*Special Guest Mentalist: Don Allred*
Author's Warning! The following piece is so corny that it may prove upsetting
to some sensibilities. Think of it as dinner music for people who aren't very
hungry, a car tape for White Castle, a bumper sticker for the blind. With
that in mind, please proceed. (Or not.)(Be cautious, either way.)
Gretchen Wilson: HERE FOR THE PARTY (Sony Nashville)
Gretchen W., 15, of Pocahontas, Illinois, has finally tiptoed through
the Pearly Gates. Now she finds her ancestor, (could he be, [considering that
splaying slide guitar, that pouncing Bo Diddley beat, that banjo, for that
matter] say, Kunta Kinte? No, "a full-blooded Cher-oh-kee," natch) and
a big gold eagle" on a sweet chariot, and go drag-racing across Heaven,
peeling glossses from Michael Martin Murphy's "Geronimo's Cadillac," Dixie
"Sin Wagon," and various ballads about giving a Stranger a ride. (Who's
zoomin' who? Distorted keywords keep luring me through "Chariot's" middle
patch.) Could be a mess, but Young'un never fires all of her guns at once, *the
better to * explode into space.
Gretchen Wilson, 30-ish, of Nashville, Tennessee, seconds that motion,
especially on the title track of her debut album, HERE FOR THE PARTY. She
makes her way down the bar, having worked all week, and now she's got a level mind
to "get some." No, not "get some" daringly cute li'l twists
on the phrase, a
la Toby Keith: no "babies," (she's got one, thank you) nor even "money,"
in sum: (blood sugar rises like background) "SOME." (More guitars? Th-thanks!).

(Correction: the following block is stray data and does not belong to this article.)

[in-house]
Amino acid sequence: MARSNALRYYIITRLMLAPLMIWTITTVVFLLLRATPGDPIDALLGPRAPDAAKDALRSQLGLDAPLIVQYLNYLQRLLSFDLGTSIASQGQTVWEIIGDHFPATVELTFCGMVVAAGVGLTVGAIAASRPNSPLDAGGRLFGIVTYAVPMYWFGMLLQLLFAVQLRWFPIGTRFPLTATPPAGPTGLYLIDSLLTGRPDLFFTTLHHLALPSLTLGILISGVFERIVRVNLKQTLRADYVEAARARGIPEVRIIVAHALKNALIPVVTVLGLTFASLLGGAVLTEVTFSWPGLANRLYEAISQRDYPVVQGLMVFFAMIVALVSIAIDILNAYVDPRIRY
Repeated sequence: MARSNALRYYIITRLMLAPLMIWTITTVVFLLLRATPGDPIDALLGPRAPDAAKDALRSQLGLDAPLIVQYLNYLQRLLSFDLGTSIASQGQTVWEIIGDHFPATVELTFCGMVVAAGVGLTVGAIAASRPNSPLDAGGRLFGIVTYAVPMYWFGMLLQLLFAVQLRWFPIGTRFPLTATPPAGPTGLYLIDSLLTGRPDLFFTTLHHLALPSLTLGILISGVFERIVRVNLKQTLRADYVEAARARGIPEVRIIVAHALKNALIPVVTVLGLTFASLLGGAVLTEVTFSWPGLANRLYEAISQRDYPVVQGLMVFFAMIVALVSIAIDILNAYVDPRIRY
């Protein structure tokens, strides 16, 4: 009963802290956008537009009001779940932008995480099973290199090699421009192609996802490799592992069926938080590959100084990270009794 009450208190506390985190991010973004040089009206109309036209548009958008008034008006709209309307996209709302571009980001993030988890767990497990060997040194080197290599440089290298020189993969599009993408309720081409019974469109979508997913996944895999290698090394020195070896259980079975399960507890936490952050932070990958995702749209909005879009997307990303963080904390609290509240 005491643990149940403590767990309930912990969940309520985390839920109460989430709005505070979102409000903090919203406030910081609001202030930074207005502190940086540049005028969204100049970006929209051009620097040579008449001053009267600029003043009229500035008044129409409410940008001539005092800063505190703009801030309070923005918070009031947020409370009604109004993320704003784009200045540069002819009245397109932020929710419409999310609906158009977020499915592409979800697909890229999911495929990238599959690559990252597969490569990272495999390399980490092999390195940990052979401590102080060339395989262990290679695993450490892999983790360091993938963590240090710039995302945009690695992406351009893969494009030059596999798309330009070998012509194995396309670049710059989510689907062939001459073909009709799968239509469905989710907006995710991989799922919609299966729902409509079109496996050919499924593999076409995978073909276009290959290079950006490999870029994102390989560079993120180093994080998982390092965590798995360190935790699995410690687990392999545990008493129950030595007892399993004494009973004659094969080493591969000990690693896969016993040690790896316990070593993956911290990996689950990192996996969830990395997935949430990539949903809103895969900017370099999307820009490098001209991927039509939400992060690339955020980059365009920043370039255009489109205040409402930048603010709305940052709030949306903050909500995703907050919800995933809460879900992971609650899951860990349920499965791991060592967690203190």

G's no plodder, though. Her first single, "Redneck Woman," is a
and poo rocket up the country charts, in a record-breaking way. Gretchen's
got the knack, even for resistant material. (Exception: "Homewrecker,"
shines & stinks, with worst attempted-recycling of "Sweet Home" riffage
past five minutes at least. Special Presentation at next CMA Awards, you read
it here first). She gets energized, sensitized,in the midst of (the vivrantly
reassuring!) "When I Think About Cheatin'," which could (well) be sold
prevention of disease only, coming from Faith Hill. And "Holding You"
Stepford Wives sub-ABBA, if delivered by Shania-in-decline, but here, I notice
this part of the melody that keeps singing to itself, possibly cos Gretchen just
In "What Happened," her eyes are clear full of tried 'n' True Love's
disappearing possibilities, like she once scoped Heaven. Sounds like she still
knows: "My Mamma would kill me, if I got kicked outta the choir. But you just
gotta race those chariots." You just gotta! Don Allred